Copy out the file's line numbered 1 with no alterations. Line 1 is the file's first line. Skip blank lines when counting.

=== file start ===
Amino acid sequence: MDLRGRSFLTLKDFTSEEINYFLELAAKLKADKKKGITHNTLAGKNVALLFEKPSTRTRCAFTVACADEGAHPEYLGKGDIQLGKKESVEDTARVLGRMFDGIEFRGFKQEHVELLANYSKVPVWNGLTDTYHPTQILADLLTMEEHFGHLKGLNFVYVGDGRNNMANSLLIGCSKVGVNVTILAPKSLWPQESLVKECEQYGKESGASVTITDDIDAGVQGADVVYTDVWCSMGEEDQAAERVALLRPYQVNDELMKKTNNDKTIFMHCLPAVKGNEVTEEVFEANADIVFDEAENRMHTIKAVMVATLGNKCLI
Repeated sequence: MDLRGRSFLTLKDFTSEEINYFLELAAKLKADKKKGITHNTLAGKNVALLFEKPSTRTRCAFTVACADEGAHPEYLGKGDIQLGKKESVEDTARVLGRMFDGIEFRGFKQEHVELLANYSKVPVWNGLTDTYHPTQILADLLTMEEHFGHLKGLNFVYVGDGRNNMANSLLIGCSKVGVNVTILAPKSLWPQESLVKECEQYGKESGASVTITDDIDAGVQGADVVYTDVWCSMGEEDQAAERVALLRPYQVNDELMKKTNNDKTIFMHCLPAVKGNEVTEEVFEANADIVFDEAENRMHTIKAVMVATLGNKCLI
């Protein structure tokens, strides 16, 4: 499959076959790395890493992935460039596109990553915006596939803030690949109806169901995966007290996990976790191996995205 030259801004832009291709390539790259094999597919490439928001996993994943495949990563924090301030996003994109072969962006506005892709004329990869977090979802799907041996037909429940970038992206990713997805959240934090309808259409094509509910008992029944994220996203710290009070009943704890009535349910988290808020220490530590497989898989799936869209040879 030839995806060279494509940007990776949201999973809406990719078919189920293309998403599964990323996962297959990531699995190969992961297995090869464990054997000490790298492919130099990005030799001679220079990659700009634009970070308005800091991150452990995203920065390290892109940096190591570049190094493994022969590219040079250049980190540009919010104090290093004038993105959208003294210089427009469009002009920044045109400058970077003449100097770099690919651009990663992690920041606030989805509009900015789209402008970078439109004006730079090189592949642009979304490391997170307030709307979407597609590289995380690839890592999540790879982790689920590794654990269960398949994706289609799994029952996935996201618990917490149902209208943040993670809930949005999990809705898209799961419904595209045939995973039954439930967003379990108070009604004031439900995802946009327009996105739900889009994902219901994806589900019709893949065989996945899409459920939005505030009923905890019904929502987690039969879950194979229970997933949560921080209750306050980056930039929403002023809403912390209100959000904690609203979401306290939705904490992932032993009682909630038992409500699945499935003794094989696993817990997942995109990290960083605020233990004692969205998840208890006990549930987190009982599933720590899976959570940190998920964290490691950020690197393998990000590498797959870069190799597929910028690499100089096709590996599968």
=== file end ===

Amino acid sequence: MDLRGRSFLTLKDFTSEEINYFLELAAKLKADKKKGITHNTLAGKNVALLFEKPSTRTRCAFTVACADEGAHPEYLGKGDIQLGKKESVEDTARVLGRMFDGIEFRGFKQEHVELLANYSKVPVWNGLTDTYHPTQILADLLTMEEHFGHLKGLNFVYVGDGRNNMANSLLIGCSKVGVNVTILAPKSLWPQESLVKECEQYGKESGASVTITDDIDAGVQGADVVYTDVWCSMGEEDQAAERVALLRPYQVNDELMKKTNNDKTIFMHCLPAVKGNEVTEEVFEANADIVFDEAENRMHTIKAVMVATLGNKCLI